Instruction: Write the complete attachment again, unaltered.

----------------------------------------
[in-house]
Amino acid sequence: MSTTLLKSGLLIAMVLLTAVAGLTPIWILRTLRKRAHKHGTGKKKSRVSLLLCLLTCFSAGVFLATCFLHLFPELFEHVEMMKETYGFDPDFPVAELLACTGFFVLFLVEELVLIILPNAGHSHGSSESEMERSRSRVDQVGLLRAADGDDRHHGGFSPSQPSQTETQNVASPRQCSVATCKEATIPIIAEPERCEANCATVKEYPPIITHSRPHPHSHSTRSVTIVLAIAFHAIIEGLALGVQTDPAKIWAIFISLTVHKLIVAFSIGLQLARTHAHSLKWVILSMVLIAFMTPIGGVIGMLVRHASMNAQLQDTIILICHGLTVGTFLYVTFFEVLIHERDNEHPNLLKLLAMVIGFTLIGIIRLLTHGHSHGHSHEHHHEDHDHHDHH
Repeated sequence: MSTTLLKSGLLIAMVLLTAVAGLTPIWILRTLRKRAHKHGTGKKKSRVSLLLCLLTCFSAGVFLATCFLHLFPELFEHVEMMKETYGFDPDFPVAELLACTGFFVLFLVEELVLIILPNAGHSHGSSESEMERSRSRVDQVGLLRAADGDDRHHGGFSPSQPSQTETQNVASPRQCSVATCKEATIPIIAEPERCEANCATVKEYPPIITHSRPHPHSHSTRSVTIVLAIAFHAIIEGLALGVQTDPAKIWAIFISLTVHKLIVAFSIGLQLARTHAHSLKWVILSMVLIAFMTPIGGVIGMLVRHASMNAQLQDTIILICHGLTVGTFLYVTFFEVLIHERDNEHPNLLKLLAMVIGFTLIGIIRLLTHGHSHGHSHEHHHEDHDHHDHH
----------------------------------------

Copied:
[in-house]
Amino acid sequence: MSTTLLKSGLLIAMVLLTAVAGLTPIWILRTLRKRAHKHGTGKKKSRVSLLLCLLTCFSAGVFLATCFLHLFPELFEHVEMMKETYGFDPDFPVAELLACTGFFVLFLVEELVLIILPNAGHSHGSSESEMERSRSRVDQVGLLRAADGDDRHHGGFSPSQPSQTETQNVASPRQCSVATCKEATIPIIAEPERCEANCATVKEYPPIITHSRPHPHSHSTRSVTIVLAIAFHAIIEGLALGVQTDPAKIWAIFISLTVHKLIVAFSIGLQLARTHAHSLKWVILSMVLIAFMTPIGGVIGMLVRHASMNAQLQDTIILICHGLTVGTFLYVTFFEVLIHERDNEHPNLLKLLAMVIGFTLIGIIRLLTHGHSHGHSHEHHHEDHDHHDHH
Repeated sequence: MSTTLLKSGLLIAMVLLTAVAGLTPIWILRTLRKRAHKHGTGKKKSRVSLLLCLLTCFSAGVFLATCFLHLFPELFEHVEMMKETYGFDPDFPVAELLACTGFFVLFLVEELVLIILPNAGHSHGSSESEMERSRSRVDQVGLLRAADGDDRHHGGFSPSQPSQTETQNVASPRQCSVATCKEATIPIIAEPERCEANCATVKEYPPIITHSRPHPHSHSTRSVTIVLAIAFHAIIEGLALGVQTDPAKIWAIFISLTVHKLIVAFSIGLQLARTHAHSLKWVILSMVLIAFMTPIGGVIGMLVRHASMNAQLQDTIILICHGLTVGTFLYVTFFEVLIHERDNEHPNLLKLLAMVIGFTLIGIIRLLTHGHSHGHSHEHHHEDHDHHDHH